Here’s hoping those who read this recognize and celebrate all there is for which to be thankful this weekend – and every day. Gratitude being among the most holy of our human attributes, it grants perspective in the most adverse situations and humbles those firmly established on the glide path. The trick is to exhibit thankfulness in both circumstances.
Regardless, I’ll see the quote from Leonard Cohen’s “Hallelujah” in last Saturday’s fish wrap, and boost the ante with the same songwriter’s “Democracy,” going all-in by repeating H.L. Mencken’s definition of the term however much it’s been tossed about like cheap confetti mined from the sewers beneath Times Square: “Democracy is the theory that the common people know what they want and deserve to get it good and hard.”
Speaking of NYC and the recent resurgence of off-the-charts crime and all-around decadence, I predict any day now the Disney folk will remake Martin Scorsese’s 1976 “Taxi Driver,” replacing Bernard Hermann’s original score with songs by Elton John and Bernie Taupin, including a rewritten “Ticking” from the “Caribou” album. In this update, Travis Bickle, now played by Michael Cera, is a disgraced former governor who goes full PTSD over pimps refusing to wear masks while forcing Catholic school boys to parade around in MAGA caps.
The deployment of “democracy” as a campaign slogan ignores events of the past four years when the sick were warehoused in nursing facilities where they infected otherwise healthy individuals, the rest of us were told we could buy paint but not gardening supplies, and family owned restaurants as well as barber and beauty shop proprietors prosecuted for attempting to stave off penury, not to mention all the diktats issued antithetical to the definition of what the Greeks’ intended when coining the word. At the same time, our blue-blooded bureaucratic betters ignored their own rules because the vaunted term “democracy” rolling so trippingly from everybody’s tongue – when decoded properly – signifies a desired one-party rule by those for whom intolerance and hypocrisy are features rather than unfortunate offshoots of the COVID bug.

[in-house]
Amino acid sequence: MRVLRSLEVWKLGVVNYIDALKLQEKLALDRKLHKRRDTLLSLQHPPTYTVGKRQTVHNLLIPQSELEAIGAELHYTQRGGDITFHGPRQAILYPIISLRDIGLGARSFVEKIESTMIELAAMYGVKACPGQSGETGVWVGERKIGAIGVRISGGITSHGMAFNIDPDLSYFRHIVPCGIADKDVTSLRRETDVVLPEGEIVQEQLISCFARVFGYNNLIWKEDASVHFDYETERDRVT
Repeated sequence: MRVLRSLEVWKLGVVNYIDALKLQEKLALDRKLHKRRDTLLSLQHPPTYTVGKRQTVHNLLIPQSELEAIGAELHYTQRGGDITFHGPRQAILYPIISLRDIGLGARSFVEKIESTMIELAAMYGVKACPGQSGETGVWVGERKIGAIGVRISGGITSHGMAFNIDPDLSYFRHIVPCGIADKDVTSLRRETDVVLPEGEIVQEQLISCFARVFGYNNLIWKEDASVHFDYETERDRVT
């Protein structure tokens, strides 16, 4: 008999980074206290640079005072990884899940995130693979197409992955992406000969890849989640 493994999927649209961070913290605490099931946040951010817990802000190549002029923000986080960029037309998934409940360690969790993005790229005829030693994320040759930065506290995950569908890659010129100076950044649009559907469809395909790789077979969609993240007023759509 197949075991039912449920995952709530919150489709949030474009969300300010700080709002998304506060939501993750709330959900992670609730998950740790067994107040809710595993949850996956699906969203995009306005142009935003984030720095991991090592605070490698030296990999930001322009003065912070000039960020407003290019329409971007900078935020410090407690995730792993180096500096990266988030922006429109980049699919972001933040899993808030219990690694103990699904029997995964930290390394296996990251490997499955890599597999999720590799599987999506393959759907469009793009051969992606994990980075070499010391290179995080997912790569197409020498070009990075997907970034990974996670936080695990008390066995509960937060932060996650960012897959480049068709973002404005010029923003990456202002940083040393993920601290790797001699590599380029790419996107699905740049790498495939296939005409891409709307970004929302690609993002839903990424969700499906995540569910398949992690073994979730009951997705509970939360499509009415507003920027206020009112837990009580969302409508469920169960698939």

All this around the centenary of T.S. Eliot’s initial publication of “The Waste Land.” One hundred years ago, the American émigré fretted the spiritual undergirding of our civilization’s canoe had become waterlogged and rotted. Replacing God increasingly was political power and cultural depravity. “Eliot is not ‘disilluisoned’ … or despairing, though gloomy enough,” Russell Kirk wrote in his most perceptive (in my humble opinion) work, “Eliot and His Age.” One wonders whether present circumstances would succeed in driving the poet to the depths of denying God’s infinite grace.
Kirk nails our present dilemma when he writes of Eliot’s poem: “For just that is the Waste Land: the realm of beings who think themselves quick, but who exist only in a condition sub-human and sub-natural, prisoners in Plato’s cave.”
Kirk’s interpretation of “The Waste Land” holds even more true today, amplified to level 11 by those who increasingly think it clever to regurgitate the media’s shadows as a literal depiction of reality while ignoring the fact our country is first and foremost a constitutional republic.
Coincidentally, in his song “Democracy,” Leonard Cohen wrote and sang: “I’m sentimental, if you know what I mean/I love the country, but I can’t stand the scene/And I’m neither left nor right/I’m just staying home tonight/Getting lost in that hopeless little screen.”
What has blossomed in the past 100 years resembles the rampaging foliage of H.P. Lovecraft’s 1927 “Color out of Space,” a fitting metaphor for the toxic carpeting of the national consciousness, described in 1987 by the conveniently named Allan Bloom in his “The Closing of the American Mind” as intellectual sloth and liberal conformity.
The pollen is ignorant bumper-sticker platitudes and the fruit compliant pod people erroneously hornswoggled into believing themselves inherently superior.
Bruce Edward Walker ([email protected]) is a Morning Sun columnist.